Raising a child with autistic spectrum disorder (ASD) places enormous demands on a family. No one knows this better than Shanaaz Rawoot and her husband, from Cape Town’s northern suburbs.

The family had to make sacrifices to ensure their autistic son was taken care of. Rawoot, who quit her job to look after her first child, still remembers the first symptoms of autism when her now 14-year-old son was only two.

They realised that Muhammad needed medical attention when they noticed he did not respond to communication from others.

“He never responded to talking when we played with him or when there was communication. Even though the signs were there, and we were first-time parents, we still did not know what was really wrong with him,” says Rawoot.

This month autism has been receiving attention as the world observes April as autism awareness month. World Autism Awareness Day is observed on April 1 every year. This month the focus is on the hurdles people with autism and their caregivers face every day.

Before Muhammad was finally diagnosed, Rawoot recalls the many visits to different doctors and experts who could not confirm what was wrong with him.

“We went to a speech therapist, psychologist and paediatric neurologist. All of that was done with him kicking and screaming. Despite the frustration of not knowing what was wrong with him, the tantrums brought us to a crisis point,” she says.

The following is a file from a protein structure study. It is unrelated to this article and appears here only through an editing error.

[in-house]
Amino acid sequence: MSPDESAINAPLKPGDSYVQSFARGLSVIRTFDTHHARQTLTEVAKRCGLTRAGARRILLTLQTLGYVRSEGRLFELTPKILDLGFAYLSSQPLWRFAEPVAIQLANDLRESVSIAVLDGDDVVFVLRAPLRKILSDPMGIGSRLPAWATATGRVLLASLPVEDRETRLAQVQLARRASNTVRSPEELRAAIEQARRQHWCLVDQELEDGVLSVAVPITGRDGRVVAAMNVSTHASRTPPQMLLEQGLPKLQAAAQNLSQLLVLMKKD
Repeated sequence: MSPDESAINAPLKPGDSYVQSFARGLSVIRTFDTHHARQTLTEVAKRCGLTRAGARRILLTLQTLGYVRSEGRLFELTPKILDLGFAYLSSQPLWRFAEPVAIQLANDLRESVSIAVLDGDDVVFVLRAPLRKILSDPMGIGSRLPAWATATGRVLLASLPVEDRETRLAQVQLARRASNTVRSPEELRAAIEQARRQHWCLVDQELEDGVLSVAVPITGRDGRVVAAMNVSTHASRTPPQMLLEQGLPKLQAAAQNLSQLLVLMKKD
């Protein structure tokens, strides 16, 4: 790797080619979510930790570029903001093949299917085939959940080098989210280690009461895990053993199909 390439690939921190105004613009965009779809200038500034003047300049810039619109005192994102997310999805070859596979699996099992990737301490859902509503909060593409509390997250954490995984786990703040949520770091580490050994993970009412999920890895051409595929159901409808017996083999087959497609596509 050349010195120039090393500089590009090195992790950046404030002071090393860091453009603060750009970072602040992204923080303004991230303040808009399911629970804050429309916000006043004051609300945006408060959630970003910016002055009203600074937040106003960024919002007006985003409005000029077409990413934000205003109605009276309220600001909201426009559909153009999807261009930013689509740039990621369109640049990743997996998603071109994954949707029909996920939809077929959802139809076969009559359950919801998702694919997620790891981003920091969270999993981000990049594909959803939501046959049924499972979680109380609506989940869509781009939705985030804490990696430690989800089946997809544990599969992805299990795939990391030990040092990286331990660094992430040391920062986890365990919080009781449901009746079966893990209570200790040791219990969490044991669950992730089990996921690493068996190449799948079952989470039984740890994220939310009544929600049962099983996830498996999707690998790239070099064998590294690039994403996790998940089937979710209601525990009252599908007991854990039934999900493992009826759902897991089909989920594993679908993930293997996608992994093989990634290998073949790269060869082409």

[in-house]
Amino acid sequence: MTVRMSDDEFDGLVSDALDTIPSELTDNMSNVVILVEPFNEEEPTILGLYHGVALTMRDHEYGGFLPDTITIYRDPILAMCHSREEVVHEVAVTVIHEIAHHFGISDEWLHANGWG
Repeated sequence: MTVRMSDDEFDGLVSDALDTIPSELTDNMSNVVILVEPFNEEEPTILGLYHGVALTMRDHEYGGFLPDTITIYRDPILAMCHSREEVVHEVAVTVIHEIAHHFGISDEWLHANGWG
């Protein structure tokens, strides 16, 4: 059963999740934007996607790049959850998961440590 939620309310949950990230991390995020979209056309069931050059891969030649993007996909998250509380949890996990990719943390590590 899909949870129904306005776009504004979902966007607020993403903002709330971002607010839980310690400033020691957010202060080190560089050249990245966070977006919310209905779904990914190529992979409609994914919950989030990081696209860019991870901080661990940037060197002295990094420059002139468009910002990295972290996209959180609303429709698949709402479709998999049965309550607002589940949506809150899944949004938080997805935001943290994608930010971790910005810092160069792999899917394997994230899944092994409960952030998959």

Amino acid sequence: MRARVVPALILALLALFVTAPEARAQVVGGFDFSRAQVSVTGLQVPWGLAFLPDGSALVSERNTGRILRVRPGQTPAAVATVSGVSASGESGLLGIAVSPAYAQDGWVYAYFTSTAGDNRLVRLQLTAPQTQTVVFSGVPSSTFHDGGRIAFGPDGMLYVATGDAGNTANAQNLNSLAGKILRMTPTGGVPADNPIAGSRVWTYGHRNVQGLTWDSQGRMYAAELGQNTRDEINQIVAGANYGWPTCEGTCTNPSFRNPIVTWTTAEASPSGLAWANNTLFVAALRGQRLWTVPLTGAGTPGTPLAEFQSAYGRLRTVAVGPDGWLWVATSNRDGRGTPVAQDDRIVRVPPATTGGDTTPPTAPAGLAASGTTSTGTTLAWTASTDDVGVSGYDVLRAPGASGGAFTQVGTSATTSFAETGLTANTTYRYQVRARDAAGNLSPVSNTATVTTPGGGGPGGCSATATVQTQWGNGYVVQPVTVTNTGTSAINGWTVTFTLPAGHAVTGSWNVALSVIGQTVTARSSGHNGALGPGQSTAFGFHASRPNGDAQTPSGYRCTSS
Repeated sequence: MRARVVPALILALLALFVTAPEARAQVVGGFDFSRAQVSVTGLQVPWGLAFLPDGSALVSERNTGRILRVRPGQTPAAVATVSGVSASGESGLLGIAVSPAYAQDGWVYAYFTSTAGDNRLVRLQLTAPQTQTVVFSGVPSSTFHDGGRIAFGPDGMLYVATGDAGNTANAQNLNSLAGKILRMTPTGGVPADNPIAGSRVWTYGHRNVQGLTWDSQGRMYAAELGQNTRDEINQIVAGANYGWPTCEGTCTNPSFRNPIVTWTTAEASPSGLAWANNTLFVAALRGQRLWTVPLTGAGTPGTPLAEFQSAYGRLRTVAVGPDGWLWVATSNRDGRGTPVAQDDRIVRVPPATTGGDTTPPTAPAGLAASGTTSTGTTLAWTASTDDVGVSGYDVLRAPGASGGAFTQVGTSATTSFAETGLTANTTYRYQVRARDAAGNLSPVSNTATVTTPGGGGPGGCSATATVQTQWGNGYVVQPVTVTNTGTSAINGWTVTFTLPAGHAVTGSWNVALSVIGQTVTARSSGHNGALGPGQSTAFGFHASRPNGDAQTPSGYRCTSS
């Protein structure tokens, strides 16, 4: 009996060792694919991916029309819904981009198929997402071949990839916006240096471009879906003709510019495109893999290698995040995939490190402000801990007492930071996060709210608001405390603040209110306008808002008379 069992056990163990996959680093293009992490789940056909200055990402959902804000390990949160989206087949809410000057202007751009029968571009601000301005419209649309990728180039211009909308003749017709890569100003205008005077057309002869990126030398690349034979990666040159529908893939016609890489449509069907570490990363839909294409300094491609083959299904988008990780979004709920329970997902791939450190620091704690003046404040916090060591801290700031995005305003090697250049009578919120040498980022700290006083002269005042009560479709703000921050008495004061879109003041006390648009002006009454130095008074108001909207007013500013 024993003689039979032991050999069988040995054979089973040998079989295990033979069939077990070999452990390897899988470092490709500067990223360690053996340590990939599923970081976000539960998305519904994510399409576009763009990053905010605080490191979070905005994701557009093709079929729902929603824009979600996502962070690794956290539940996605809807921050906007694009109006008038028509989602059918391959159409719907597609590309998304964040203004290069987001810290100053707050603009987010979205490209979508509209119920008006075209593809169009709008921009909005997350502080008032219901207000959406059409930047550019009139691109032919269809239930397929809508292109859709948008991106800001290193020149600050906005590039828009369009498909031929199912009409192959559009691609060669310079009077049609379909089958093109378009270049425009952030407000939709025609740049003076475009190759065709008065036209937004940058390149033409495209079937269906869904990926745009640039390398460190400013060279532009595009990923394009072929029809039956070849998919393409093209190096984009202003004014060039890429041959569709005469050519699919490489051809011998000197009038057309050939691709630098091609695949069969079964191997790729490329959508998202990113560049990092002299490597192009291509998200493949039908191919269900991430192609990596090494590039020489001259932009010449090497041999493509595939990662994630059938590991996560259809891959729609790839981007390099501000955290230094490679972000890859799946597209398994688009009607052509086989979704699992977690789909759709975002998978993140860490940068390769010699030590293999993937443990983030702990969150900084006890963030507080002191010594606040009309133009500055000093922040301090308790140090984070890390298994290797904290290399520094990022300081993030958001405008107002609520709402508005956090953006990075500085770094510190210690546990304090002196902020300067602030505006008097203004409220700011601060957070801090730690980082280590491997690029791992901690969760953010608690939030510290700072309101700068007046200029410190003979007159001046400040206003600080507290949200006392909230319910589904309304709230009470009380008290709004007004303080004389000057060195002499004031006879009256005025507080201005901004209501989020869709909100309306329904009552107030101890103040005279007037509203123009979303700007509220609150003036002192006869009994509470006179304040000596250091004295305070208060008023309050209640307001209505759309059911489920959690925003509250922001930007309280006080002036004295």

He also did not answer to his name when he was called, which was an immediate red flag for her father-in-law, and he wouldn’t follow instructions when they were given to him. One of the most frustrating problems was that he didn’t sleep well.

It’s now 12 years since he was diagnosed. The family has had to come to terms with the fact that Muhammad will probably never be able to speak.

“He knows how to operate a tablet. So we downloaded a communication app that he uses. But even with that, there is a lot of frustration over communication,” she says.

Apart from dedicating her life to caring for her son, Rawoot says she’s realised that having an autistic child comes with a price tag. “His daily essentials are very expensive. Muhammad has two tutors, one for the early mornings and one for the afternoon.”

Reyan Abrahams, a tutor from Action 4 Autism who specialises in working with adults and children, says there is not one answer or way to deal with people with autism.

“Like we are all different, they are different as well and should be treated individually. Mountains of patience is required.”

He said the aim should be aiding independence and building confidence by training the child to brush their teeth and get dressed, before moving on to more complex activities like working with money.

Autism SA, an organisation that creates awareness of ASD here, said early diagnosis, in the first three years of life, makes a significant difference in the foundation years of a child’s development and growth.

There are several things that can be done to help children with autism overcome their challenges.

“As the parent of a child with autism or related developmental delays, the best thing you can do is to start intervention as soon as possible,” advises Autism SA.

According to the organisation, the earlier children with autism receive help, the greater their chances for an independent life.

Here are some fast facts from Autism SA about ASD:

Developmental disabilities such as ASD are brain-based, neurological conditions that have more to do with biology than with psychology.

No two people with ASD are affected in the same way.

ASD is usually diagnosed by the time a child is three years old.

ASD is found in every country, every ethnic group and socio-economic class.

Autism is diagnosed four times as much in boys as in girls.

Children diagnosed with ASD need early intervention.